VOL. 123 | NO. 173 | Thursday, September 04, 2008
Rock Star vs. Maverick
By Andy Meek
Newsweek magazine senior editor and columnist Jonathan Alter came to Memphis in November 2006 to plug his new book on the presidency of Franklin D. Roosevelt, “The Defining Moment: FDR’s Hundred Days and the Triumph of Hope.”
Alter’s visit came during the closing days of the 2006 U.S. Senate race between Harold Ford Jr. and Bob Corker, so after his lecture at the Benjamin L. Hooks Central Library, the talk naturally turned to politics. Someone in the crowd asked Alter, who’s now covering his seventh presidential campaign for the magazine, who he thought the parties’ two candidates would be this year.
He offered a guess – U.S. Sen. Barack Obama, D-Ill., and U.S. Sen. John McCain, R-Ariz., – which turned out to be correct, even though he likely doubted himself a time or two over the course of the following year.
Up in the air
A similar guess about the ultimate winner of the contest between those two men, meanwhile, might prove to be more elusive. But there’s plenty of data and political thought coming out of Memphis and Tennessee to illuminate the forces shaping this year’s race.
The money, for example, is an easy indicator. Through July 31, according to the most recent data from the Federal Election Commission, Obama had collected almost $1.6 million from Tennessee donors.
McCain, by contrast, has raised almost $1.4 million from Tennessee donors. To add some context to that total, it reflects at least five fundraising and other political events at which McCain has appeared in the state since early 2007. Four of those trips were stops McCain made in Memphis.
Obama has not visited the state as of yet, though his wife, Michelle, made an appearance in Nashville earlier this year.
Considering what happened in the 2000 presidential election, it could be argued that Tennessee ought to be a sure thing for a Republican candidate. During the 2000 race, even native son and Democrat Al Gore Jr. could not carry Tennessee against George W. Bush. That’s significant because if Gore had carried the state, the Florida recount debacle would not have mattered, because Tennessee could have pushed Gore over the top.
Even so, McCain’s supporters in Memphis and across the state are raising the decibel level of their praise for him following the announcement last week of McCain’s vice presidential pick, Alaska Gov. Sarah Palin.
“I’m pumped up,” Memphis attorney John Ryder told The Daily News by phone from St. Paul, Minn., where he was attending the Republican National Convention. Ryder, an attorney with Harris Shelton Hanover Walsh PLLC, also is a co-chair of Tennessee Lawyers for McCain. “This is a double-maverick kind of ticket. And I think the message is this is not going to be the same old, same old.”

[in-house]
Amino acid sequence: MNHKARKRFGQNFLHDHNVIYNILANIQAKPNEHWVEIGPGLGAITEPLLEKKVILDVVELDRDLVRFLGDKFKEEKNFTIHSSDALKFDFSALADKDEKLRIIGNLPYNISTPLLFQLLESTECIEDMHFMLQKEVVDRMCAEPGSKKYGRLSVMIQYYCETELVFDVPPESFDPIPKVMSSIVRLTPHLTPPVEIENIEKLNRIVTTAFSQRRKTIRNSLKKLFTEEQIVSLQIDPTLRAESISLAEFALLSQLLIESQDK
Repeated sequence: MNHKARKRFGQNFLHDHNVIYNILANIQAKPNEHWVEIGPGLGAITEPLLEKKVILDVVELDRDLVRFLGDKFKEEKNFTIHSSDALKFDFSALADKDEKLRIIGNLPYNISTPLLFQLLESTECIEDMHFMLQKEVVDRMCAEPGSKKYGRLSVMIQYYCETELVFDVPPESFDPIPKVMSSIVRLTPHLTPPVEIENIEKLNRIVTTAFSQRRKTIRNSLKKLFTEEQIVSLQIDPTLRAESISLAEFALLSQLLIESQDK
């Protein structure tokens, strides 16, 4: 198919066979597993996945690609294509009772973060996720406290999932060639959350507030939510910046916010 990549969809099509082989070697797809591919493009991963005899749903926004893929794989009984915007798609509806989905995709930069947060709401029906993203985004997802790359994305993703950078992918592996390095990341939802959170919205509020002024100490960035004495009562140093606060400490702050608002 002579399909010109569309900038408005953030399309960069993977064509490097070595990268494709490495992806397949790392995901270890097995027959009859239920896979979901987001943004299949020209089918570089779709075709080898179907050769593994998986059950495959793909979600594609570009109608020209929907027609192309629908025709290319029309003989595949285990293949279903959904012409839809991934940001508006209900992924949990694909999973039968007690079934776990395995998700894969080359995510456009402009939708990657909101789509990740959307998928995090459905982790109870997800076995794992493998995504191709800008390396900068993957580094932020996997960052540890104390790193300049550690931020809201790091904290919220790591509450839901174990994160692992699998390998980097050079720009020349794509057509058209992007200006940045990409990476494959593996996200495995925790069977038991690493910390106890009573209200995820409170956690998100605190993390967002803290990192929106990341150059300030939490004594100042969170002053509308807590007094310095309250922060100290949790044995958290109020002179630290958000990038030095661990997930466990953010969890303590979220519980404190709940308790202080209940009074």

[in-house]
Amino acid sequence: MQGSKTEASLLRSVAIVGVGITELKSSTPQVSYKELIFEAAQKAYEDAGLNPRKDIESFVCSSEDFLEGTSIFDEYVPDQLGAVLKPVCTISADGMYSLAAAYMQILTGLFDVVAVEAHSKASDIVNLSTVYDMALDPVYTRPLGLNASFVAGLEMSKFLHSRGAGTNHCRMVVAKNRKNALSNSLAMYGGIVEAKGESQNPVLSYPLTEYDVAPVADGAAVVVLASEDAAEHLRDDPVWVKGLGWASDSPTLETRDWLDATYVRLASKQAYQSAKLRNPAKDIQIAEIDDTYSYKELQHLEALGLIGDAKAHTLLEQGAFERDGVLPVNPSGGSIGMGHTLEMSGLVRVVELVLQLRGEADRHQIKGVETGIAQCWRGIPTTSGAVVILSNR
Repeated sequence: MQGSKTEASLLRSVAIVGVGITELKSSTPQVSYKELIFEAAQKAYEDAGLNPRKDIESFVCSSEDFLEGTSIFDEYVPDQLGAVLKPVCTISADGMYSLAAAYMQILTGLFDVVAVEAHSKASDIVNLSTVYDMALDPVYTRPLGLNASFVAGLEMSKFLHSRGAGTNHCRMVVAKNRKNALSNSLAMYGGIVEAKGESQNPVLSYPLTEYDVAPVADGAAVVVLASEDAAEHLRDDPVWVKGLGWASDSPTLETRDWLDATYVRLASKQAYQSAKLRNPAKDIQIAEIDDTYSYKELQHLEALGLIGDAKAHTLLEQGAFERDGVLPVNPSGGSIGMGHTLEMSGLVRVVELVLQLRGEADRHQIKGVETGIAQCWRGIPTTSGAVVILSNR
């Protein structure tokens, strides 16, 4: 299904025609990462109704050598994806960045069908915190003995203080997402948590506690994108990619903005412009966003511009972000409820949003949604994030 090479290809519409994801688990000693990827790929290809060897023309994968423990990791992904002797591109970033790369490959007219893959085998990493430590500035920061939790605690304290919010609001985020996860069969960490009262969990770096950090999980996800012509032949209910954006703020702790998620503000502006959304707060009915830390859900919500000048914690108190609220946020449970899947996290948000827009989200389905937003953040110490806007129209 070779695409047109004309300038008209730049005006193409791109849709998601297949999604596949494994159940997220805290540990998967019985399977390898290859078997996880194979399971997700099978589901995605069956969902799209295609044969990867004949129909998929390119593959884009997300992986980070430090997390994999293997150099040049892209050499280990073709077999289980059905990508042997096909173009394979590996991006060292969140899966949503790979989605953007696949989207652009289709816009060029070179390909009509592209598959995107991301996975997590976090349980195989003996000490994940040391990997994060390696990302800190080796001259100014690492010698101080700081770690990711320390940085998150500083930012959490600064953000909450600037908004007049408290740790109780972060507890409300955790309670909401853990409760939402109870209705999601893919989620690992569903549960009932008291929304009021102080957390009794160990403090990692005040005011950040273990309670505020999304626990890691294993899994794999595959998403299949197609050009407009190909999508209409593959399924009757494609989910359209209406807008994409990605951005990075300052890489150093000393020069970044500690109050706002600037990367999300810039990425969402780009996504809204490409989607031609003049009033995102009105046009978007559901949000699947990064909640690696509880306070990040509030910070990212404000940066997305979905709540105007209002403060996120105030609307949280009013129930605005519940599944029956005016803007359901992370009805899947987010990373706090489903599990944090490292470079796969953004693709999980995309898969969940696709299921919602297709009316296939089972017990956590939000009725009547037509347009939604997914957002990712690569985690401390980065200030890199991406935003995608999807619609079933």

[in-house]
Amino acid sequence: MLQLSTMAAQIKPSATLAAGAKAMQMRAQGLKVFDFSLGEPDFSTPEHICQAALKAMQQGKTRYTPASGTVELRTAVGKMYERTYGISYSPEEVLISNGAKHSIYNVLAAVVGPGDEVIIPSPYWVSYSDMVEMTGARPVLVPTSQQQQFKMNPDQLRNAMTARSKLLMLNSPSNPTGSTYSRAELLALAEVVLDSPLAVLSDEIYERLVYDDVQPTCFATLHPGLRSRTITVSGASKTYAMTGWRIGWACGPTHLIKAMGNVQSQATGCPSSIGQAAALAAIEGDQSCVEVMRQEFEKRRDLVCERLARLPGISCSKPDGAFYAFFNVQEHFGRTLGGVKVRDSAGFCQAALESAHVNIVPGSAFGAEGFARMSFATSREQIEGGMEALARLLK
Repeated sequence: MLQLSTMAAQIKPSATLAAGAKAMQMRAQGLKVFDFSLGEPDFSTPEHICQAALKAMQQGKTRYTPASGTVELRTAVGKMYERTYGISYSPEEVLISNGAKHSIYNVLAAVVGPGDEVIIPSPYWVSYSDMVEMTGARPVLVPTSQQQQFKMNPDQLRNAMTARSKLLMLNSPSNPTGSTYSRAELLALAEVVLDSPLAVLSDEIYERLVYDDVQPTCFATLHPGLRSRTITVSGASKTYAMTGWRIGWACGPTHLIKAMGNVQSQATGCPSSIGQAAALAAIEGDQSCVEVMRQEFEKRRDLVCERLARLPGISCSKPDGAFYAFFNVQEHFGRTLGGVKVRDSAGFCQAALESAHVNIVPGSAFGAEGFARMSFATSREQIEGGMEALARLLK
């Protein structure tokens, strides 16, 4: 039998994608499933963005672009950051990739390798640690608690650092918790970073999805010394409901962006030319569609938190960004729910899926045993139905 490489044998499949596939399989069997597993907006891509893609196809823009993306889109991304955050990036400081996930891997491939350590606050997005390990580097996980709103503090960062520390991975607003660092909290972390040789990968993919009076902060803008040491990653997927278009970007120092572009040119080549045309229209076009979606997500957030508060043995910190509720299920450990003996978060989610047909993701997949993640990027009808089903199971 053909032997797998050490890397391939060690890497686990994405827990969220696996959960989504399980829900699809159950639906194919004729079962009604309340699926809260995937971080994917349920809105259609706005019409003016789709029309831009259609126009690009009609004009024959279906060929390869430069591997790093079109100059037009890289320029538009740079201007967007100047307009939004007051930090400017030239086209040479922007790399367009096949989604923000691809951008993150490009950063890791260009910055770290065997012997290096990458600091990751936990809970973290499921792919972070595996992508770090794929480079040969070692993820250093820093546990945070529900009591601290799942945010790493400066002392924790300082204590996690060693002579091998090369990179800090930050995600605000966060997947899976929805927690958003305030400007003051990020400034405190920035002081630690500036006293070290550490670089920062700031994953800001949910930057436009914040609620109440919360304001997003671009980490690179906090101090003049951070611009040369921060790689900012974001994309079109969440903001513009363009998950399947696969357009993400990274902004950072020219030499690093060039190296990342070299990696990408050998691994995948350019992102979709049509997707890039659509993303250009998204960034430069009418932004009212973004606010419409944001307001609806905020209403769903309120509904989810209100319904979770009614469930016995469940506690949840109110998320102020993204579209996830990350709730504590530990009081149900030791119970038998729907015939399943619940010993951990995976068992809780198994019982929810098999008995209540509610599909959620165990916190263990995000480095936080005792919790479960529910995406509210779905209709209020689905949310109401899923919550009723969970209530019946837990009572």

Ryder said the reaction among convention delegates and other convention-goers quickly went from surprise to enthusiasm once word about the choice of Palin was handed down.
“She’s a hunter. She’s a union member. She’s a child of two school teachers,” Ryder said. “She’s been a small-town mayor. She’s a governor. She’s a mother. She’s got a son in Iraq, and we’re thinking, ‘My Gosh.’ Her résumé’s just fabulous.”
Former Tennessee senator, University of Memphis graduate and McCain friend Fred Thompson told an audience at the convention this week that he sought out McCain’s advice when he began preparing for a Senate run in the early 1990s.
“He convinced me I could help make a difference for our country,” Thompson said during Tuesday’s convention.
Obama’s local supporters are no less enthused, a fact in evidence from more than his total haul in campaign contributions from Tennessee supporters. Prior to his speech at the Shelby County Democratic Party’s Kennedy Day Dinner, for example, U.S. Rep. Jim Cooper, D-Tenn., told The Daily News that Obama has a once-in-a-generation kind of appeal to voters.
When Obama addressed the Democratic National Convention in Denver last week, Memphis City Council member Myron Lowery – who also was a delegate at the convention – saw a woman near him who was so moved by the address that she saved a single piece of confetti as a souvenir.
“It’s incredible the appeal he has,” Cooper said. “We walked from a townhouse near Capitol Hill up to the Capitol to vote. And kids were screaming. He’s like a rock star. It’s fabulous. There’s like a million new voters registered in North Carolina and Indiana. Nobody else has been able to do that.”